Via Ace. No need to get excited: She claims the offending tweets — which were posted sporadically over many weeks — were the result of hacking. And our State Department, naturally, believes her. So there’s one thing we have in common with Egypt: We each have our own Anthony Weiners who enjoy the benefit of the doubt, at least initially, from credulous American Democrats.
Actually, you’ll never find a better metaphor than this for America’s twisted “alliance” with post-Arab-Spring Egypt. They hate the U.S. and Israel openly but will half-heartedly deny it when pressed in order to protect certain interests. And we’ll half-heartedly pretend to believe them in order to protect our own. It’s a giant charade they put up with for money and weapons and we put up with it in order to maintain a smidgen of leverage and “goodwill.” And if that means sometimes you need to hand an award to a Jew-hater, hey:
Samira Ibrahim, as the State Department’s profile describes her, “was among seven women subjected by the Egyptian military to forced virginity tests in March 2011.” The press release further notes that Samira “was arrested while in high school for writing a paper that criticized Arab leaders’ insincere support to the Palestinian cause.” Apparently, the State Department is unaware of her other convictions.
On Twitter, Ibrahim is quite blunt regarding her views. On July 18 of last year, after five Israeli tourists and a Bulgarian bus driver were killed a suicide bombing attack, Ibrahim jubilantly tweeted: “An explosion on a bus carrying Israelis in Burgas airport in Bulgaria on the Black Sea. Today is a very sweet day with a lot of very sweet news.”…
Ibrahim frequently uses Twitter to air her anti-Semitic views. Last August 4, commenting on demonstrations in Saudi Arabia, she described the ruling Al Saud family as “dirtier than the Jews.” Seventeen days later she tweeted in reference to Adolf Hitler: “I have discovered with the passage of days, that no act contrary to morality, no crime against society, takes place, except with the Jews having a hand in it. Hitler.”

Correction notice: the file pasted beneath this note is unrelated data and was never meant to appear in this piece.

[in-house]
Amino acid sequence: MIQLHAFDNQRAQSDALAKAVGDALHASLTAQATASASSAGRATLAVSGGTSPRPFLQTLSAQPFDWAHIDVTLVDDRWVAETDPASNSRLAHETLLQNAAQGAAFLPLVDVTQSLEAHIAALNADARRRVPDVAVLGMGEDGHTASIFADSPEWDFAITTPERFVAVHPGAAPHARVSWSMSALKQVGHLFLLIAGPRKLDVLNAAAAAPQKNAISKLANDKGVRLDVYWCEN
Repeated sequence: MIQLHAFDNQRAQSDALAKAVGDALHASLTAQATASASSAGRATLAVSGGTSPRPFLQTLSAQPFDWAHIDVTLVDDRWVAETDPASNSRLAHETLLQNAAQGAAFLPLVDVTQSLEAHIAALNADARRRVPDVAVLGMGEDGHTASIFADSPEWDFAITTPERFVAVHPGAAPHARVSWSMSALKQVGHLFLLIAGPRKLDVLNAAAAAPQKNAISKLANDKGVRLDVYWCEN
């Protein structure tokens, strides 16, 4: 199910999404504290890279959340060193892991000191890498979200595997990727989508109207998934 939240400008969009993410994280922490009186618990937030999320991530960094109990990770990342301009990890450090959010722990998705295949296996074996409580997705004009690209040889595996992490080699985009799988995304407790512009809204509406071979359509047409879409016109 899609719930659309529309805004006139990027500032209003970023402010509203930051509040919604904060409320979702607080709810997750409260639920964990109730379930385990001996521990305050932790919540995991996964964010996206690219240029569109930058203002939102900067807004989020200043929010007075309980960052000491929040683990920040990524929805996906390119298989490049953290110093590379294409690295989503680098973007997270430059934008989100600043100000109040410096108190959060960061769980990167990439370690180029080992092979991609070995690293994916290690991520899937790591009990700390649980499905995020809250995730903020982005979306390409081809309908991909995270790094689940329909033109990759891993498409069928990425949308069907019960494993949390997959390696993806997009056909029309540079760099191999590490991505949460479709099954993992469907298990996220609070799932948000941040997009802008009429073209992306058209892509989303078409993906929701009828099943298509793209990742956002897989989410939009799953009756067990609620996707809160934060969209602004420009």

On 9/11, she tweeted her wish that every anniversary will bring with it news of American burning. (That tweet ended up deleted.) Per Ace, what are the odds that hackers would tweet stuff like this every few weeks or so but otherwise not mess with her account? Pretty good, says the State Department:
Veteran State Department reporter Nicole Gaouette just tweeted, “State officials tell me they’ve looked at 1000s of her tweets & believe her account was hacked.”
That’s from Jeffrey Goldberg, who says of her blog posts that they’re less inflammatory than the tweets but also have a “general anti-American tenor.” Maybe the hackers thought she didn’t hate America enough and felt obliged to break into her account and add a little “pep”? You think?
Oh, by the way: She first claimed that she’d been hacked … yesterday. Six months after the supposed hacking occurred. And coincidentally, per Goldberg, on the very day that the U.S. Holocaust Museum gave the State Department a heads up about the offensive tweets. Presumably State e-mailed her to ask what on earth those tweets were about, whereupon she went Full Weiner. And they, being used to maintaining charades in the name of good relations with Egypt, dutifully claimed to believe her. But then this story got picked up in the Weekly Standard and Goldberg and elsewhere, and now the reality’s gotten a bit too real:
State Dept:We're going to defer presenting women of courage award to Egyptian Samira Ibrahim, will review her alleged anti-Semitic remarks
— Hannah Allam (@HannahAllam) March 7, 2013
Go read this Times of Israel report for further evidence that she sent the offensive tweets, not hackers. Exit question via Goldberg: Why didn’t State review her tweets before choosing the award? Did they think anti-semitism was low risk? Why?